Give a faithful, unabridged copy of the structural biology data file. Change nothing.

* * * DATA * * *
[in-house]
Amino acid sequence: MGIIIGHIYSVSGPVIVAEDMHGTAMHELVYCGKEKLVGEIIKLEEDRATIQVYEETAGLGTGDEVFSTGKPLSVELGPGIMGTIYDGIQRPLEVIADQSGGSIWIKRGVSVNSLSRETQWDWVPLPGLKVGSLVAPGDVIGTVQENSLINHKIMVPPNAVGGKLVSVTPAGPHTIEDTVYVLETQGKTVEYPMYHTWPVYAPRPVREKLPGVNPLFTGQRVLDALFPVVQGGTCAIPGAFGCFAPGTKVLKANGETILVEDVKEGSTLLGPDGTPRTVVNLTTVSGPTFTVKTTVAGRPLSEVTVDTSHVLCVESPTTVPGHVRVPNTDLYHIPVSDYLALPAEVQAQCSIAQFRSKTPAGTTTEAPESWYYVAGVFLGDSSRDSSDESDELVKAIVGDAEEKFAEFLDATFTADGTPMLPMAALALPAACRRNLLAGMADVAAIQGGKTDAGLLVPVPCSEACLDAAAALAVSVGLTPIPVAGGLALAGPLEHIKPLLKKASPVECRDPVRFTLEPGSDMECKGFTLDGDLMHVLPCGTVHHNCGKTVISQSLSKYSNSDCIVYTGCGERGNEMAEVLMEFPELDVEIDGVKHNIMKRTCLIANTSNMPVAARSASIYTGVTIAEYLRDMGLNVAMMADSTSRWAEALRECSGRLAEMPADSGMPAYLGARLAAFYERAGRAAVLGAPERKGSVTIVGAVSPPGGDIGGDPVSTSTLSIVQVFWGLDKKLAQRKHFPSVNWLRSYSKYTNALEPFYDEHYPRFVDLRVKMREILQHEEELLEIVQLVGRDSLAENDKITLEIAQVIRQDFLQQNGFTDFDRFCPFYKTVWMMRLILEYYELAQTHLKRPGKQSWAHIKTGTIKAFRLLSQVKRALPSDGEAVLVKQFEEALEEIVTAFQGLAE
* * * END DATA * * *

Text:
[in-house]
Amino acid sequence: MGIIIGHIYSVSGPVIVAEDMHGTAMHELVYCGKEKLVGEIIKLEEDRATIQVYEETAGLGTGDEVFSTGKPLSVELGPGIMGTIYDGIQRPLEVIADQSGGSIWIKRGVSVNSLSRETQWDWVPLPGLKVGSLVAPGDVIGTVQENSLINHKIMVPPNAVGGKLVSVTPAGPHTIEDTVYVLETQGKTVEYPMYHTWPVYAPRPVREKLPGVNPLFTGQRVLDALFPVVQGGTCAIPGAFGCFAPGTKVLKANGETILVEDVKEGSTLLGPDGTPRTVVNLTTVSGPTFTVKTTVAGRPLSEVTVDTSHVLCVESPTTVPGHVRVPNTDLYHIPVSDYLALPAEVQAQCSIAQFRSKTPAGTTTEAPESWYYVAGVFLGDSSRDSSDESDELVKAIVGDAEEKFAEFLDATFTADGTPMLPMAALALPAACRRNLLAGMADVAAIQGGKTDAGLLVPVPCSEACLDAAAALAVSVGLTPIPVAGGLALAGPLEHIKPLLKKASPVECRDPVRFTLEPGSDMECKGFTLDGDLMHVLPCGTVHHNCGKTVISQSLSKYSNSDCIVYTGCGERGNEMAEVLMEFPELDVEIDGVKHNIMKRTCLIANTSNMPVAARSASIYTGVTIAEYLRDMGLNVAMMADSTSRWAEALRECSGRLAEMPADSGMPAYLGARLAAFYERAGRAAVLGAPERKGSVTIVGAVSPPGGDIGGDPVSTSTLSIVQVFWGLDKKLAQRKHFPSVNWLRSYSKYTNALEPFYDEHYPRFVDLRVKMREILQHEEELLEIVQLVGRDSLAENDKITLEIAQVIRQDFLQQNGFTDFDRFCPFYKTVWMMRLILEYYELAQTHLKRPGKQSWAHIKTGTIKAFRLLSQVKRALPSDGEAVLVKQFEEALEEIVTAFQGLAE